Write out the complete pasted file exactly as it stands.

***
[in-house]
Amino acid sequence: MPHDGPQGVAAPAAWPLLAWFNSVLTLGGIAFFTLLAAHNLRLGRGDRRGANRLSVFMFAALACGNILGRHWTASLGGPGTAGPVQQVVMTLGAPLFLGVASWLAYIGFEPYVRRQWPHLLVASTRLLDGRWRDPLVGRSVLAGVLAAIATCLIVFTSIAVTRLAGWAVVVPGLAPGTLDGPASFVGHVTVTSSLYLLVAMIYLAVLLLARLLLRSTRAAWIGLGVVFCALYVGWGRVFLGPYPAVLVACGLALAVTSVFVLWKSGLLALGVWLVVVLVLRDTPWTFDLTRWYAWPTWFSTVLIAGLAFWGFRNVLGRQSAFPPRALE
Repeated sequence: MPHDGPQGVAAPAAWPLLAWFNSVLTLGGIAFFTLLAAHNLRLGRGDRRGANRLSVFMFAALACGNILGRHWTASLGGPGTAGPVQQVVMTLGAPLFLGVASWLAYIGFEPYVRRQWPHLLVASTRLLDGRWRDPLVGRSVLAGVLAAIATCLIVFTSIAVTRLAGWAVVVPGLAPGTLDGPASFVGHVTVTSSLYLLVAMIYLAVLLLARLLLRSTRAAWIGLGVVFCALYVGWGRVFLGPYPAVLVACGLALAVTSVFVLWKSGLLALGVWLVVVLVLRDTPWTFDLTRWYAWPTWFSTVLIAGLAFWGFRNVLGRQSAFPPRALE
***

[in-house]
Amino acid sequence: MPHDGPQGVAAPAAWPLLAWFNSVLTLGGIAFFTLLAAHNLRLGRGDRRGANRLSVFMFAALACGNILGRHWTASLGGPGTAGPVQQVVMTLGAPLFLGVASWLAYIGFEPYVRRQWPHLLVASTRLLDGRWRDPLVGRSVLAGVLAAIATCLIVFTSIAVTRLAGWAVVVPGLAPGTLDGPASFVGHVTVTSSLYLLVAMIYLAVLLLARLLLRSTRAAWIGLGVVFCALYVGWGRVFLGPYPAVLVACGLALAVTSVFVLWKSGLLALGVWLVVVLVLRDTPWTFDLTRWYAWPTWFSTVLIAGLAFWGFRNVLGRQSAFPPRALE
Repeated sequence: MPHDGPQGVAAPAAWPLLAWFNSVLTLGGIAFFTLLAAHNLRLGRGDRRGANRLSVFMFAALACGNILGRHWTASLGGPGTAGPVQQVVMTLGAPLFLGVASWLAYIGFEPYVRRQWPHLLVASTRLLDGRWRDPLVGRSVLAGVLAAIATCLIVFTSIAVTRLAGWAVVVPGLAPGTLDGPASFVGHVTVTSSLYLLVAMIYLAVLLLARLLLRSTRAAWIGLGVVFCALYVGWGRVFLGPYPAVLVACGLALAVTSVFVLWKSGLLALGVWLVVVLVLRDTPWTFDLTRWYAWPTWFSTVLIAGLAFWGFRNVLGRQSAFPPRALE